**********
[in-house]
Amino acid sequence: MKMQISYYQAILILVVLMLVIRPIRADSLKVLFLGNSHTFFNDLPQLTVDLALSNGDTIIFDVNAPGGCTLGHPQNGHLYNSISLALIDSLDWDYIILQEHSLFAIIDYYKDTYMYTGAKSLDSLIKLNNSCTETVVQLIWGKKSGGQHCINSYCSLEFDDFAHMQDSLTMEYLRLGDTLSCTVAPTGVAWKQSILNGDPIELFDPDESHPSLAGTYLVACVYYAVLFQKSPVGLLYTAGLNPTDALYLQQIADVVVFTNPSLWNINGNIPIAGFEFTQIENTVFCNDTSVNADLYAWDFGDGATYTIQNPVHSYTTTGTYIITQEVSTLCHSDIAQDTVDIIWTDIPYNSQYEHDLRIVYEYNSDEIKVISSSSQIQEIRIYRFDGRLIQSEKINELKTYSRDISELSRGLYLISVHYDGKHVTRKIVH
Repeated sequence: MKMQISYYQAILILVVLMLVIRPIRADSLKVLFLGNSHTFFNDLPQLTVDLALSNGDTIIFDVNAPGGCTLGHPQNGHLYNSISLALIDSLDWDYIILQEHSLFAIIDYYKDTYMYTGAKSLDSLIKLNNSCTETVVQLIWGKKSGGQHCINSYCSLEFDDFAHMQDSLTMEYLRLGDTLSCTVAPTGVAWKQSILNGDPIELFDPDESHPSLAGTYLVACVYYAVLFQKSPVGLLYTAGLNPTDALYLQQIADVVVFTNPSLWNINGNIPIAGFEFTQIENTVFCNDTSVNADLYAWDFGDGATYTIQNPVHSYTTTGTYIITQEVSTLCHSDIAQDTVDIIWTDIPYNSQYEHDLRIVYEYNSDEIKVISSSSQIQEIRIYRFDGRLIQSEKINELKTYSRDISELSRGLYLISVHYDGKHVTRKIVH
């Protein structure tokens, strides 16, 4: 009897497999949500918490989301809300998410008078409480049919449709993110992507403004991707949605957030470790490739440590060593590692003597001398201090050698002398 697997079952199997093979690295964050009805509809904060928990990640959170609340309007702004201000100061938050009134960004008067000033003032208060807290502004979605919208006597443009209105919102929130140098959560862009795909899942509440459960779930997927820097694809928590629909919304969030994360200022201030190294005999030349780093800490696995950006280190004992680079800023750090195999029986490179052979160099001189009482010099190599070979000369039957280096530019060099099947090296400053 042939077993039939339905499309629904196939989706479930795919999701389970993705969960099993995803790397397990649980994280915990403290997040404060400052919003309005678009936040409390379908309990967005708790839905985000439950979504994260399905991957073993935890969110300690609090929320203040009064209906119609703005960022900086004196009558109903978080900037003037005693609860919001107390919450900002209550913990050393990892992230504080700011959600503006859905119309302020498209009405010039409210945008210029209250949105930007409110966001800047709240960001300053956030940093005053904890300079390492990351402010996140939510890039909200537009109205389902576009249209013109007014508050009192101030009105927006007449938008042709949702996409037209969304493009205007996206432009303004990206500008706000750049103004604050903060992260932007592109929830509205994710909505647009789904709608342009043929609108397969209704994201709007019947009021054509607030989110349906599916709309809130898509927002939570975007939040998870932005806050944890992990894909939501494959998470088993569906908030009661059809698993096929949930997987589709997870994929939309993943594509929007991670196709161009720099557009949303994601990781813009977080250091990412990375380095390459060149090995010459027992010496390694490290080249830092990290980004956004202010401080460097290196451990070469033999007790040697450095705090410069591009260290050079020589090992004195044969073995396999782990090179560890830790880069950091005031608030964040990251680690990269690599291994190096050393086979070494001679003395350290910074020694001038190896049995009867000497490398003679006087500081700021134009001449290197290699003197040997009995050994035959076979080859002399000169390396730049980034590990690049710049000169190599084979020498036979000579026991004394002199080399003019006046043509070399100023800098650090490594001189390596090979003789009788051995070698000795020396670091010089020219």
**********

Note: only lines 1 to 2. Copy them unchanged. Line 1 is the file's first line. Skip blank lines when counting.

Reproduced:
[in-house]
Amino acid sequence: MKMQISYYQAILILVVLMLVIRPIRADSLKVLFLGNSHTFFNDLPQLTVDLALSNGDTIIFDVNAPGGCTLGHPQNGHLYNSISLALIDSLDWDYIILQEHSLFAIIDYYKDTYMYTGAKSLDSLIKLNNSCTETVVQLIWGKKSGGQHCINSYCSLEFDDFAHMQDSLTMEYLRLGDTLSCTVAPTGVAWKQSILNGDPIELFDPDESHPSLAGTYLVACVYYAVLFQKSPVGLLYTAGLNPTDALYLQQIADVVVFTNPSLWNINGNIPIAGFEFTQIENTVFCNDTSVNADLYAWDFGDGATYTIQNPVHSYTTTGTYIITQEVSTLCHSDIAQDTVDIIWTDIPYNSQYEHDLRIVYEYNSDEIKVISSSSQIQEIRIYRFDGRLIQSEKINELKTYSRDISELSRGLYLISVHYDGKHVTRKIVH